Jubilee House Wakes Up After Deep Slumber: 10 MDCEs Face Dismissal

President Nana Akufo-Addo


In a major development, ten Municipal and District Chief Executives (MDCEs) are now under intense pressure as their positions hang in the balance following the Jubilee House resolve to sack them.

A confidential report received by the Presidency has raised serious concerns about their job etiquette, and these officials are at risk of being fired from their positions due to multiple issues raised against them during their tenure.

According to a report by Asaase Radio, the decision to potentially dismiss these 10 MDCEs is part of the President’s initiative to enhance the efficiency and effectiveness of his administration. The concerns raised in the confidential report indicate that these officials have failed to meet the expected standards of conduct and performance required in their roles.

The report, which has not been made public, highlights various issues that have been observed during the tenure of these MDCEs.

These issues range from mismanagement of resources and disregard for protocol.

The confidential report also raises questions about their ability to effectively address the needs and concerns of their respective districts.

Inside sources at the Jubilee House have disclosed that, at the top of the President’s list for dismissal, is Edward Owusu, the District Chief Executive (DCE) for Atebubu Amantin. Despite being a loyalist of President Akufo-Addo, Mr. Owusu has faced strong opposition within his district due to alleged anti-people activities.

His leadership style has caused discontent among chiefs, elders, and civil servants, and even members of his own political party are not willing to support him.

Following investigations into the matters raised against these MDCEs, the President has swiftly responded to the complaints by ordering the dismissal of Mr. Owusu.

According to report there are at least nine more officials listed in the confidential report to be terminated.

Samuel Oduro Frimpong, the MCE for the Ejisu Municipality, is the first on the list.

The report states that Mr. Frimpong has become detached from his constituents, fails to address the municipality’s problems, and does not welcome suggestions from stakeholders.

Michael Donkor, the Amansie Central District Chief Executive, is the second official named in the report.

It is alleged that he does not even reside in the district and is involved in illegal mining activities.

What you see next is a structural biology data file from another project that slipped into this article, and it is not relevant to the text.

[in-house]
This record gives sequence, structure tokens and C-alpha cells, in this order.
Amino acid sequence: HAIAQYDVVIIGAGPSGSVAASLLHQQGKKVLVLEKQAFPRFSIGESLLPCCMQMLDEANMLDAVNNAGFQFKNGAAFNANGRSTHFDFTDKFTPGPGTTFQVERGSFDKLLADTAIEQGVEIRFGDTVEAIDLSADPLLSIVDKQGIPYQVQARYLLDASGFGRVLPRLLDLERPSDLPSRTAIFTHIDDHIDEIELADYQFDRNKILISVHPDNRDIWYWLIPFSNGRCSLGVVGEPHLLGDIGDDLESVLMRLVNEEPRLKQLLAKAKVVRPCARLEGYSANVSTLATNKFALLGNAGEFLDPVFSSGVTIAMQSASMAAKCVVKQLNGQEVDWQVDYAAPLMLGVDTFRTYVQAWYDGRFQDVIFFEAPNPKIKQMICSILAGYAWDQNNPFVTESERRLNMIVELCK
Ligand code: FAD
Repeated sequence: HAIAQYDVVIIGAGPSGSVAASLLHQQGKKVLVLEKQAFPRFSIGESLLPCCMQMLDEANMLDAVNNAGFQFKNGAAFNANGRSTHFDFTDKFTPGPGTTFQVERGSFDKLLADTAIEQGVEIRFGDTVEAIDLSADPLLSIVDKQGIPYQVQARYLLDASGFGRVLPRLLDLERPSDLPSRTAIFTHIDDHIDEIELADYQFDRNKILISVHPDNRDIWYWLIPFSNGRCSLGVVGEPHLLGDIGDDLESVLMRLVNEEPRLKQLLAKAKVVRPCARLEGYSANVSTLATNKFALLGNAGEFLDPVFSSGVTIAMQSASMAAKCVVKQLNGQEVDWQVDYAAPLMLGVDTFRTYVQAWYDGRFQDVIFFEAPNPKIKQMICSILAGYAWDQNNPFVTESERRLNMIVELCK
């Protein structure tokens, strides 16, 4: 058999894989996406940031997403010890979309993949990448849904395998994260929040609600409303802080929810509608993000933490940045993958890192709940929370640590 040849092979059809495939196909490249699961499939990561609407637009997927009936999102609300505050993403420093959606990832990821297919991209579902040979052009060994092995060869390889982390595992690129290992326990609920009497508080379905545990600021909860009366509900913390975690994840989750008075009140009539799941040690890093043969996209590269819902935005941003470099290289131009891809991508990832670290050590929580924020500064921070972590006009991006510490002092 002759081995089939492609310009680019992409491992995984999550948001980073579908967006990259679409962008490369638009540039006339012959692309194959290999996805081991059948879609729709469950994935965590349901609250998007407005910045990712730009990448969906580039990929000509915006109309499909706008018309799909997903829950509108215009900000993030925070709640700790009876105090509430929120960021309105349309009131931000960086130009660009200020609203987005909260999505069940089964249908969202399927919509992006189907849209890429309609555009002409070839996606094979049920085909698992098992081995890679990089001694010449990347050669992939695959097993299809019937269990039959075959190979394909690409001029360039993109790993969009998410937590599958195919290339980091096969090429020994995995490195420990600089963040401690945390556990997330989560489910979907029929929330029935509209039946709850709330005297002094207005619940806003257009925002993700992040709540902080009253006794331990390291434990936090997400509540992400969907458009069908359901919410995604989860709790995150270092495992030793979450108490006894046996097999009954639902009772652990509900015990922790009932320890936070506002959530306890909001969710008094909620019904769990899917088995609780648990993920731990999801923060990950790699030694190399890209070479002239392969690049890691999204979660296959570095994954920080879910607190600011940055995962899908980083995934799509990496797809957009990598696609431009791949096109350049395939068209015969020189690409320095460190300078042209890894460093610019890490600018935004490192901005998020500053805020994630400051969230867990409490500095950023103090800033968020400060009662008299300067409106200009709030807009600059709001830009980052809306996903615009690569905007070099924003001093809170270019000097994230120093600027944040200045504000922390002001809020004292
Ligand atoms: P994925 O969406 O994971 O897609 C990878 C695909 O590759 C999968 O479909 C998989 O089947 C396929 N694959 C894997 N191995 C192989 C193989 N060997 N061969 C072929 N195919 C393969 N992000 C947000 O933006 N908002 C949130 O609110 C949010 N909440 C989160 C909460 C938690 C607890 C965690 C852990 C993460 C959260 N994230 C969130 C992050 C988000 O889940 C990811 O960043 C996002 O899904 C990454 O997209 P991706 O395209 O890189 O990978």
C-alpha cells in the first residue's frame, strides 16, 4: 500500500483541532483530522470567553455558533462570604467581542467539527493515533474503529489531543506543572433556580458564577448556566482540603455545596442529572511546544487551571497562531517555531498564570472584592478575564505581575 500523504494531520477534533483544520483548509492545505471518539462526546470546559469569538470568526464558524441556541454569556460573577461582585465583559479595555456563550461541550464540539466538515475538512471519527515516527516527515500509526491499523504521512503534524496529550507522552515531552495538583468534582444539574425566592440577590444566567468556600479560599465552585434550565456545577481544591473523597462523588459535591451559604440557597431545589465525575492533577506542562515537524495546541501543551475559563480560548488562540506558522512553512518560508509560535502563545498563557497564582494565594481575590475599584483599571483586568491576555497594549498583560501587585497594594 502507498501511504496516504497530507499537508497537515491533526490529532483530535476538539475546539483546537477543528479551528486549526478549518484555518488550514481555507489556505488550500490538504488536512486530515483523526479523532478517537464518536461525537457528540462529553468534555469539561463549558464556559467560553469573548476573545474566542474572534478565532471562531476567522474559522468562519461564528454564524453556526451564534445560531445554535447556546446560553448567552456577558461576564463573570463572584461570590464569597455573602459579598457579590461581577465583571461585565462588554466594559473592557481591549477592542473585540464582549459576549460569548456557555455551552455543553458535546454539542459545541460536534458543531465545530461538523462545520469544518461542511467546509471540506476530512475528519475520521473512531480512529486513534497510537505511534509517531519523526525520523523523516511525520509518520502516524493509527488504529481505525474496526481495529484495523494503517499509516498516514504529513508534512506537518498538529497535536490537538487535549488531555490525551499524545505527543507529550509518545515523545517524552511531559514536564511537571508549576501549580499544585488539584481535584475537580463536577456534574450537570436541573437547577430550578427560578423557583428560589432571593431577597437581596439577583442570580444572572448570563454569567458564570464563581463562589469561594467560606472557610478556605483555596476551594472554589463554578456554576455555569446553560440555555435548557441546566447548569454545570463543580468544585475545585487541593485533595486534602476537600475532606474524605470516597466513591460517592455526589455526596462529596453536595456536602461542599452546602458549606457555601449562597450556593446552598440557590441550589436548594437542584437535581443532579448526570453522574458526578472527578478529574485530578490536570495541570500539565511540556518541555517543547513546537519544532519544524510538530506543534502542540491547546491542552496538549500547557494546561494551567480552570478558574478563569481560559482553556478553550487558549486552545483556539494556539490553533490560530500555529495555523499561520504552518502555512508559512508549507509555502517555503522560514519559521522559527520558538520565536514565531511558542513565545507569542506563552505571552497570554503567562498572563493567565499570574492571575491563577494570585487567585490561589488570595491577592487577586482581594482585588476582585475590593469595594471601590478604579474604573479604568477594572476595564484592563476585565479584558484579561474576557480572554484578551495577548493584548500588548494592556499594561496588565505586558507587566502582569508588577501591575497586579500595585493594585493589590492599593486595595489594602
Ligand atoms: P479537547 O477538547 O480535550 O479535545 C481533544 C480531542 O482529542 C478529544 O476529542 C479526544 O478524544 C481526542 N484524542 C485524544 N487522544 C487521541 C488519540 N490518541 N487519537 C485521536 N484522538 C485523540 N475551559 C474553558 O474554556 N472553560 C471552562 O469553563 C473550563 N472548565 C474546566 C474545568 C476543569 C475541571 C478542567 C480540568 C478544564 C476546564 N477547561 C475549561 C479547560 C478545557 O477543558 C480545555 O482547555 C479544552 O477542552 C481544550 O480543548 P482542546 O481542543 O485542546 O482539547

Furthermore, he seldom goes to the office and has displayed a lack of interest in serving the people.

Thomas Opoku Ansah, the Ahafo Ano South East District Chief Executive, is the third official on the list.

He is accused of residing outside the district, showing no seriousness in executing his duties, and allegedly being involved in galamsey.

His profligate lifestyle has led to disaffection for the government and the NPP in the district.

Jerome Gmasombe Kofi Gyimah, the Sene East District Chief Executive, is the fourth official mentioned in the report. His actions and inactions have resulted in a divided district and an unpopular government in the area.

Comfort Asante, the New Juaben North Municipal Chief Executive in Koforidua is the fifth official highlighted.

She is allegedly detached from her constituents and unable to undertake the demanding responsibilities of her position.

Clement Nii Wilkinson Lamptey, the MCE for Ga West Municipality, is also flagged as a problem authority.

The report accuses him of running the municipality like a personal fiefdom and disregarding the opinions of other key actors in the area.

Dorcas Elizabeth Amoah, the MCE for Nzema East Municipality, is accused of having relatives involved in galamsey activities and displaying disrespectful and arrogant behavior towards traditional leaders and locals.

Eugene Sackey, the DCE of the Upper West Akim District, is accused of being disconnected from the locals and failing to collaborate with other officials to execute government plans for the area.

Emmanuel Kojo Nanah, the DCE for Twifo Lower Hemang Denkyira, has been unwell and left the running of the District to the Presiding Member of the Assembly, who has given a bad image to the government and the President through woeful leadership.

The Presidency was said to have taken this matter seriously, and the President has made it clear that he expects the highest level of professionalism and integrity from all government officials.

The President’s commitment to good governance and delivering on his promises to the people is unwavering, and he believes that holding public officials accountable is essential for achieving positive change.

While the identities of other MDCEs facing potential dismissal have not been disclosed, it is expected that their respective districts will be notified of the ongoing investigation and any subsequent actions taken.

The Presidency has indicated that a thorough review of the report’s findings and a fair assessment of the officials’ performance will be conducted before any final decisions are made.

This development has sparked widespread discussions among political commentators and citizens alike. Many view this move as a necessary step towards ensuring accountability and restoring public trust in the government.

They believe that no public official should be exempt from scrutiny and that those found to have violated their duties should face appropriate consequences.

As the investigation unfolds and the fate of these MMDCEs hangs in the balance, all eyes will be on the Presidency to see how this situation is handled.

The President’s commitment to improving his administration and delivering on his promises will be put to the test as he weighs the evidence against these officials and makes a decision that will have significant implications for their careers and the future of their respective districts.

By Vincent Kubi